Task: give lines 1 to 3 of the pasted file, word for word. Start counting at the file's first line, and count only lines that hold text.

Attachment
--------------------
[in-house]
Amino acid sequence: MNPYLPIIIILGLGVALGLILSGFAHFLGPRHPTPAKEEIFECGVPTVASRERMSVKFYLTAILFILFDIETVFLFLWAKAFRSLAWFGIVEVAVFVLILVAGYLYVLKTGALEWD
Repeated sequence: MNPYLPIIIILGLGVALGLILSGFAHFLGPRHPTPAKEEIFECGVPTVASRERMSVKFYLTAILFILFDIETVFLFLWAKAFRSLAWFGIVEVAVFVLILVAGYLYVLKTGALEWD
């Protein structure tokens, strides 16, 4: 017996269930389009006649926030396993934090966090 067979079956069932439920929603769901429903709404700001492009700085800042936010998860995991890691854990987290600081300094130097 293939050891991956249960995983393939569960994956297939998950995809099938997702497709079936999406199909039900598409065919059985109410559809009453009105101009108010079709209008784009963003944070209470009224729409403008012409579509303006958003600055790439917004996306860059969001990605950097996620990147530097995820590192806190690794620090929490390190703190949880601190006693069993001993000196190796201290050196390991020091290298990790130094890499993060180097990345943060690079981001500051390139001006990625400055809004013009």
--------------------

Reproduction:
[in-house]
Amino acid sequence: MNPYLPIIIILGLGVALGLILSGFAHFLGPRHPTPAKEEIFECGVPTVASRERMSVKFYLTAILFILFDIETVFLFLWAKAFRSLAWFGIVEVAVFVLILVAGYLYVLKTGALEWD
Repeated sequence: MNPYLPIIIILGLGVALGLILSGFAHFLGPRHPTPAKEEIFECGVPTVASRERMSVKFYLTAILFILFDIETVFLFLWAKAFRSLAWFGIVEVAVFVLILVAGYLYVLKTGALEWD